My attention was constantly being pulled away from realizing how good the light was becoming and the opportunities awaiting me back in the park.  I hurried in and jogged up the small overlook.  Very nice cumulus clouds were on the horizon and the light was very nice against the painted hills.  I envisioned more of a wide angle view of the hills and knew where to go.  I ran back to the car, taking a couple pictures on the way back.  I then headed to the Carroll Rim Trail again and went up a quarter of the way to a bench.  I found some nice foreground subject, setup the gear and let the light go to work.  It was a good evening.

Afternoon light over Painted Hills

Painted Hills sunset

An early snowstorm was moving into the PNW so I was hoping to get out ahead of it the next day.  The weather was very cloudy with occasional flurries.  I was going to spend the whole day in the Sheep Rock Unit of the park but I only took a short hike and then hit the road.  I hiked the Island in Time trail in the Blue Basin.  It was another surreal experience.  More badlands but they were green and blue rather than yellow and red.  Here is a short video I shot at the end of the trail.

The road conditions were very good with occasional snow/ice patches especially in the passes.  The first pass had a decent amount of snow hanging on the pines and the red ponderosa trunks stood out beautifully.  I wanted to stop but no pullouts were plowed and I wasn’t too interested either.  During the next pass (Blue Mountain Pass) I finally decided it was worth the stop, especially after finding a good amount of ponderosas throughout the forest.  Here are a couple shots from the photo stop.

Blue Mountain Pass HWY 26

The next time my camera came out was at Jump Creek, three days later.  There was a little snow but lots of ice on the trail and canyon walls.  The temperatures in the Treasure Valley had dropped to the teens so I hoped the falls would be slightly frozen over.  Some ice had formed in the creek and along the falls but not as much as I’d hoped.  Nonetheless it was nice being back at one of my favorite spots.  I also spent some time along the creek finding abstract shots within the ice and water.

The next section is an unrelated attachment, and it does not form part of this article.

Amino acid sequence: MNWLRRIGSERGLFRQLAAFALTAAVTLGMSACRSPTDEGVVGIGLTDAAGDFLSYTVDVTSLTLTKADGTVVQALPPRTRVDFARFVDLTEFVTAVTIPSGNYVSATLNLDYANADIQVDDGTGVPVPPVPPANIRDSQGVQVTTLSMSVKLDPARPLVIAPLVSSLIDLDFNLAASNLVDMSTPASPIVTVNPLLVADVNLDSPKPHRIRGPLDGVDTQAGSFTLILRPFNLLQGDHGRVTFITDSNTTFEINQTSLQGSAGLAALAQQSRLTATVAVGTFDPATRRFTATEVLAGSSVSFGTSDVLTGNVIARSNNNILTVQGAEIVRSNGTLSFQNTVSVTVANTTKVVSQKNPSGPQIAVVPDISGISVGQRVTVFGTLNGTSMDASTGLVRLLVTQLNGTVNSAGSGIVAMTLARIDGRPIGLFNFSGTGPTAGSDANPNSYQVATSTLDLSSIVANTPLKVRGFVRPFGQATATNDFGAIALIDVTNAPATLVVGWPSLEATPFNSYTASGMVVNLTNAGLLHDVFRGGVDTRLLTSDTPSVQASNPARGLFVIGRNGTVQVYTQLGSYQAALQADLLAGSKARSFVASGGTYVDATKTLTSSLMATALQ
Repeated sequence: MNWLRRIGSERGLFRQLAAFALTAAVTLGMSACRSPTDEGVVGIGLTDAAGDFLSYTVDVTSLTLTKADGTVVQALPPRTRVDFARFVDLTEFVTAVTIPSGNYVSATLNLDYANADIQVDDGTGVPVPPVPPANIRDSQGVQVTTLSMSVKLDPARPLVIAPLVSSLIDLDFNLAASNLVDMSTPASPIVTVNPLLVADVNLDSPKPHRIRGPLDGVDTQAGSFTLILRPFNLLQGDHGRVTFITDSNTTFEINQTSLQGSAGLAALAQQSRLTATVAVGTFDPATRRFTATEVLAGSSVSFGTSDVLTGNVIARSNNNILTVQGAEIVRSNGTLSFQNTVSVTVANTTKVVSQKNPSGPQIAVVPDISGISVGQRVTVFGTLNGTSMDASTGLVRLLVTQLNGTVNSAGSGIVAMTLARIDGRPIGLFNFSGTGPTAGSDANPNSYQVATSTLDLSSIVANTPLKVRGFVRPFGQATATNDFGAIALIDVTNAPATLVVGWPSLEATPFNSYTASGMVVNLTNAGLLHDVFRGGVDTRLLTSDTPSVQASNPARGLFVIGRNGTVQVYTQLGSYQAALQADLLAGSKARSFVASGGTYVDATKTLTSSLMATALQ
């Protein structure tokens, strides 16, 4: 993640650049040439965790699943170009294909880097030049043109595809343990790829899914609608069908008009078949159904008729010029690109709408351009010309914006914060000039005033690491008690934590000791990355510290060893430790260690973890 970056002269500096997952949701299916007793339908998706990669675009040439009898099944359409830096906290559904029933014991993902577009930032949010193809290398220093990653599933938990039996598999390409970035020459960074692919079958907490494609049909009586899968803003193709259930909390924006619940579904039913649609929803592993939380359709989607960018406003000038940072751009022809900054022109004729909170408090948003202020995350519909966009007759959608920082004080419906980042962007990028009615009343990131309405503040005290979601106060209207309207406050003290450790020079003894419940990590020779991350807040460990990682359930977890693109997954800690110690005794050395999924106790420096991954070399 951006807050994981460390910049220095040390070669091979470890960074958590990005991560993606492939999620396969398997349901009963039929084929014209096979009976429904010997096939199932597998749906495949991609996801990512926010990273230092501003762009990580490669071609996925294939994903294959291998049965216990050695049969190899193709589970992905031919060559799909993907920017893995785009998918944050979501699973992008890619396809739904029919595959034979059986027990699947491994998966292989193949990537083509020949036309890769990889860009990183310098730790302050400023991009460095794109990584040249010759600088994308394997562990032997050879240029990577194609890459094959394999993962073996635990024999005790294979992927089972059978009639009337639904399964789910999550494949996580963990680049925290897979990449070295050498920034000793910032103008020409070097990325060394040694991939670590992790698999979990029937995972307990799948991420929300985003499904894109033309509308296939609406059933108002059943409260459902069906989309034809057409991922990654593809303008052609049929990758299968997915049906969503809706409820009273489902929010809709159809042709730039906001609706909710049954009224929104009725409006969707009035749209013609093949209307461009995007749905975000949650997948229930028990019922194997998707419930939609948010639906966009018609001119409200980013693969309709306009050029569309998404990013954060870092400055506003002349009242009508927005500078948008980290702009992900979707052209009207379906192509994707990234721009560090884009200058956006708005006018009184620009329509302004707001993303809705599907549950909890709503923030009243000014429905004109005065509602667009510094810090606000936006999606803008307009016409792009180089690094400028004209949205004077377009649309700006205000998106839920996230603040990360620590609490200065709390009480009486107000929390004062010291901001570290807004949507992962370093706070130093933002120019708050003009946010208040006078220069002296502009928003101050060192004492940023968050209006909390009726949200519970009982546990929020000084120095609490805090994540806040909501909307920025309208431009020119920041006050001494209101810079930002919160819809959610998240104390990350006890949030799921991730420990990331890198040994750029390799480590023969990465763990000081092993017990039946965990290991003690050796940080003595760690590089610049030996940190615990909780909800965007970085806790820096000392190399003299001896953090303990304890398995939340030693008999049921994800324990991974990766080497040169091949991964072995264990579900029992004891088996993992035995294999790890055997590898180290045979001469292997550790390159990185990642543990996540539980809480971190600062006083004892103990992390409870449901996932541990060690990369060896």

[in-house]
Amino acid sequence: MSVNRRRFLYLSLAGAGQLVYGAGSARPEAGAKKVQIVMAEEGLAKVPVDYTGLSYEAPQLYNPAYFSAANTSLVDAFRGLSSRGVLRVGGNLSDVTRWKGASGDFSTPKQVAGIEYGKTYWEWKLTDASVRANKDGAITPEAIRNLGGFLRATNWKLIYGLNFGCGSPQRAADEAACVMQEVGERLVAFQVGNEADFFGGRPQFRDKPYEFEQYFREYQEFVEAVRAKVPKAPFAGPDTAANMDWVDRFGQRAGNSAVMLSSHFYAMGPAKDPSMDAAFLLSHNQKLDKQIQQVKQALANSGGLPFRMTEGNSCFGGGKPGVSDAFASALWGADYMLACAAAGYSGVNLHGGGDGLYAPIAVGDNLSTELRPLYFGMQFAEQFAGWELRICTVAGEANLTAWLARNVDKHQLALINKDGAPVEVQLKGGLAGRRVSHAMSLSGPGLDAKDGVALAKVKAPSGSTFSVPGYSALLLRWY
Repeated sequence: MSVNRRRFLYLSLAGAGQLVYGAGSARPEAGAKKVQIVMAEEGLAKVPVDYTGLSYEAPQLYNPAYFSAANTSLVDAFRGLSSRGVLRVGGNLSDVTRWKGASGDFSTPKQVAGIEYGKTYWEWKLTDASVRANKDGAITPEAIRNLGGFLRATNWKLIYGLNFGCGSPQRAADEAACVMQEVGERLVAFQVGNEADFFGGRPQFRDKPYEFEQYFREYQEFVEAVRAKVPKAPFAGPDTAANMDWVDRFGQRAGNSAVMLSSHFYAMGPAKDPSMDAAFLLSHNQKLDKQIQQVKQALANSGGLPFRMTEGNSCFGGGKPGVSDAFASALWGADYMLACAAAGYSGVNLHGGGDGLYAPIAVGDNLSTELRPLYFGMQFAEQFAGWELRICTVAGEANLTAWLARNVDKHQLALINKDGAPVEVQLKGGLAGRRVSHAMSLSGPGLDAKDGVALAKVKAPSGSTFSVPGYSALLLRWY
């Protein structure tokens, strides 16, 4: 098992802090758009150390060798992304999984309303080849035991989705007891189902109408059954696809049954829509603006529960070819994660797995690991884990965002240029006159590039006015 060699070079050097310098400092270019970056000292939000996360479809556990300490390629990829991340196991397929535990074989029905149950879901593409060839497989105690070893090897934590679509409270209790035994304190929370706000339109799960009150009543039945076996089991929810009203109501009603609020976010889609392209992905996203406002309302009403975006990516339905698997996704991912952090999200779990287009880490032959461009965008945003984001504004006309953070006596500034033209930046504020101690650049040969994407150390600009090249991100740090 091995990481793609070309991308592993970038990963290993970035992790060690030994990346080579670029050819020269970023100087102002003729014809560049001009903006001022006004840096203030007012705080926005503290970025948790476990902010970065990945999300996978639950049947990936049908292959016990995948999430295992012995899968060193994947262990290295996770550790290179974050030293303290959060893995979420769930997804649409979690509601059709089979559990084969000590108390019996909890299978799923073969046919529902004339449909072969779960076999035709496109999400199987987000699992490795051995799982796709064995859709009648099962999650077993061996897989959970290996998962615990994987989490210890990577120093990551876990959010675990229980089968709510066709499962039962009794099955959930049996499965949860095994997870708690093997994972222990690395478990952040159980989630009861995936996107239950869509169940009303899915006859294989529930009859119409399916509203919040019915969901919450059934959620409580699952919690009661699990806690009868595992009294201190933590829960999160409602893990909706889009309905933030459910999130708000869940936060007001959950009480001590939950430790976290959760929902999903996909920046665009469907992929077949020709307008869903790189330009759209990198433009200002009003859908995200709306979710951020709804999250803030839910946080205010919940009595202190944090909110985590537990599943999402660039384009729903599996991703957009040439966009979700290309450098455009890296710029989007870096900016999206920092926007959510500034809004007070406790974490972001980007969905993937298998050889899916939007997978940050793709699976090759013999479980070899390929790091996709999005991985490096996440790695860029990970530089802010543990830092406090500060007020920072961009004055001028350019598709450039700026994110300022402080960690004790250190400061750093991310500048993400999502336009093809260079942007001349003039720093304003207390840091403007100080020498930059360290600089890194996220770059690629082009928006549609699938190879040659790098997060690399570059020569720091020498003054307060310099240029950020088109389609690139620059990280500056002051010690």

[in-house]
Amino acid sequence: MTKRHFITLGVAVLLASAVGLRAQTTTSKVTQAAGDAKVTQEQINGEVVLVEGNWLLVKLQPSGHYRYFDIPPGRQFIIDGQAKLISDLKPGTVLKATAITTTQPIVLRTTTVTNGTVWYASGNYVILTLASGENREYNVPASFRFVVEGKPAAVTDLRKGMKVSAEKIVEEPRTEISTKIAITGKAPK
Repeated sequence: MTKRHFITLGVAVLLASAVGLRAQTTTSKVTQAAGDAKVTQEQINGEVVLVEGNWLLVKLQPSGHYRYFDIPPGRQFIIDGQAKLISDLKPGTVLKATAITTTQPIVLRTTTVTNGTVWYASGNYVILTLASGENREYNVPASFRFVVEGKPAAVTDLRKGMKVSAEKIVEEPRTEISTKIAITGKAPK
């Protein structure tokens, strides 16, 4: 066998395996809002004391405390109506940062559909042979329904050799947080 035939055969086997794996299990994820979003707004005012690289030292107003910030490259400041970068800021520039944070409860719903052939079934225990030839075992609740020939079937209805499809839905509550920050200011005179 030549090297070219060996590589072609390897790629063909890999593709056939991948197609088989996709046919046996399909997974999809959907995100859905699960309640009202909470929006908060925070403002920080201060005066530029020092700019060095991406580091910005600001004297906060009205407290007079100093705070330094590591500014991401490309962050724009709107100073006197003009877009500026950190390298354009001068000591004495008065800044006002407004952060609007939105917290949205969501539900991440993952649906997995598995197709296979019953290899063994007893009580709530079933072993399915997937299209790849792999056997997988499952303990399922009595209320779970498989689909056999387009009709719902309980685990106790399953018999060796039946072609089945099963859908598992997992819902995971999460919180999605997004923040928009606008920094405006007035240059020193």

Jump Creek Falls detail

Jump Creek extract

Four days later my break was over and I was driving back to Moscow.  The road conditions at times weren’t too good, but at other times it was bare pavement.  While driving through Riggins I saw a place with potential along the Salmon River.  Fortunately there was a large pull out.  I was very surprised to find a beautiful rocky shore just through the brush along the road.  It reminded me of the pictures I so often see from David Ward and Joe Cornish from the UK.  The sun was cooperating at times by staying behind clouds.  I played around for about 20 minutes taking pictures but would have loved to have spent about an hour.  It was a small area but with an abundance of photographic opportunities.

Salmon River shore diagonals

Salmon River rock collection

My final stop was near the top of White Bird Grade.  This grade rises 2700ft over 7 miles giving you a great view of the historic White Bird Battlefield and the canyon of the Salmon River in the distance.  The road was wet with snow all around.  Low lying clouds in the valley helped cap off a very dramatic scene.  They also helped engulf some power lines and poles that were encroaching on my compositions.  As the clouds moved along I was enabled to take wider views of the scene.  This was my final picture of the trip.  Despite plans being changed I had a very productive time, photographically.  My find outside of Riggins was especially fulfilling.  Idaho continues to impress me with it’s landscape and beauty.

Clearing Storm over White Bird